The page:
Our editor needs to have a post save hook and most editors have one. Sublime Editor has sublime-hooks, Vim users can use auto run upon save. I personally use Atom Editor with a plugin called on-save. The on-save requires me to have a file in the root of the project named `.on-save.json` with the following content:

    "srcDir": ".",
    "destDir": ".",
    "files": "**/*.go",
    "command": "echo $(date) - ${srcFile} > .build"

So, `srcDir` / `destDir` - I pretty much ignore and set to the current directory. `files` tells it to listen to listen to save changes made on `*.go` files. If a `*.go` file is changed, it kicks off a shell command:

echo $(date) - ${srcFile} > .build

Which is basically writing the current date and the file changed (e.g. `Wed Aug 17 13:35:20 EDT 2016 - main.go`) in a file named `.build`.

Something worth noting at this point. If you'd rather manually control the reloading of the Go building / relaunching, there's nothing in the process stopping you from deciding when the container is going to rebuild everything internally. Perhaps you’re ok with bringing down the environment and bringing it back up to rebuild. Find what works best for you.


I have a sample `docker-compose.yml` in the project that will get you up and running pretty quickly. Again, I want to be as close to real world scenario as possible and that means that I may have an API server, a database server, memcache, etc. Docker Compose allows us to describe an environment and get it up pretty quickly.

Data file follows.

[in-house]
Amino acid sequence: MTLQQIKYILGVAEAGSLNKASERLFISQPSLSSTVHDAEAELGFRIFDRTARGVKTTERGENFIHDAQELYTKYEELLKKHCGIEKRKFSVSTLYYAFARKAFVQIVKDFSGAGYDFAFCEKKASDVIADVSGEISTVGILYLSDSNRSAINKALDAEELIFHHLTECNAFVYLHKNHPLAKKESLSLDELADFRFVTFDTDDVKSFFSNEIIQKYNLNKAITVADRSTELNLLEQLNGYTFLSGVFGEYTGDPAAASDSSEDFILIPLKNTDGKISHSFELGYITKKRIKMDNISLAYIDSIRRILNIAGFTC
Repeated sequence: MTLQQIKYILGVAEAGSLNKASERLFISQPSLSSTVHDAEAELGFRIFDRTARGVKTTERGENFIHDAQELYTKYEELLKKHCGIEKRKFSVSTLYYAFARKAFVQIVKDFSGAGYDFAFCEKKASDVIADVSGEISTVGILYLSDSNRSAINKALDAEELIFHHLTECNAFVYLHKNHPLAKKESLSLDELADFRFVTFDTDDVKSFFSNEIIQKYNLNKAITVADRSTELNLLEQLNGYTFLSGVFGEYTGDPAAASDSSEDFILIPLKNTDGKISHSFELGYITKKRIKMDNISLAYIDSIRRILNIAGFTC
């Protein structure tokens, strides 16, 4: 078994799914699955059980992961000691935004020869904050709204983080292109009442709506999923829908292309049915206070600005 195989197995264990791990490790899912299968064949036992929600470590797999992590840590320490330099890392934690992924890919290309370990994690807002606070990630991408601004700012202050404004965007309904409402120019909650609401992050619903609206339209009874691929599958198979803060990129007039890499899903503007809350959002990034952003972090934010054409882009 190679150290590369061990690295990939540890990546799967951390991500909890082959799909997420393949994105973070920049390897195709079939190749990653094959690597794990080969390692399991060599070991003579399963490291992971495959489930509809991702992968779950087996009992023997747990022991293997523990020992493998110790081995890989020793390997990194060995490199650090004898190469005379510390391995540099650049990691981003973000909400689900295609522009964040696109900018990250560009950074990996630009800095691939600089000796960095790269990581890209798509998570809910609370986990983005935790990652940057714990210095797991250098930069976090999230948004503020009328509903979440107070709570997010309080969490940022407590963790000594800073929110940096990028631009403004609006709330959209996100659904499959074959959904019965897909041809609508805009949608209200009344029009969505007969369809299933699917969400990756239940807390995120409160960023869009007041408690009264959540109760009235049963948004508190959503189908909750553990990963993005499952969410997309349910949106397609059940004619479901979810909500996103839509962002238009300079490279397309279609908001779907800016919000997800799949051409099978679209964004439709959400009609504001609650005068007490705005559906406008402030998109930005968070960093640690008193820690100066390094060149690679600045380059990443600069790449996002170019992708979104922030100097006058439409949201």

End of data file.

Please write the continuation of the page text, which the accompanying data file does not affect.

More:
With a terminal open, and the working directly in the root of the project, let’s launch the environment by typing `docker-compose up`. Here’s an animated gif showing what we should be seeing.

Animated Gif Displaying Docker-Compose up

The terminal is on the right hand side, the environment is coming up. Within the environment, it runs `` which removes the previous Go binary, rebuilds it, and relaunches it. On the left, a change is made within Atom. The post save hook kicks in when the file is saved which creates `.build`. Back on the right, the environment running reflex detects the change to `.build` and kicks off `` which removes the previous Go binary, rebuilds it, and relaunches it.

We're ready to build some awesome stuff now. 🙂


I believe maintaining a reproducible, local developer environment across team members is critical. However, if you can’t update the local environment as features and fixes are available, across the team with multiple disciplines, then having a docker container that self builds the environment could be an effective solution that saves your team time. In some cases, developers on the team might not have the expertise to update their local environment properly or may need to try a version of code and then roll it back. Finding a solution to solve this problem is important, especially when the diversity of disciplines on the team increases over time.

Project notes:

I'd like to thank:

Mobile Changes Everything

Are you looking to go Mobile first? Are you waiting for the shift to happen? Well, if you are waiting, you might be too late. Why? Because it's already happened! Marketers are no longer asking "if" they should invest in Mobile but rather "how" they should invest? People is investing more and more ever year in mobile devices, they want things they can take with them, including portable digital wallets the ones in this Ledger Nano S vs Trezor review. Every year there are trillions of searches on and over half of those searches happen on mobile. Learn more about the latest ads and analytics innovations designed to grow your business in a mobile-first world.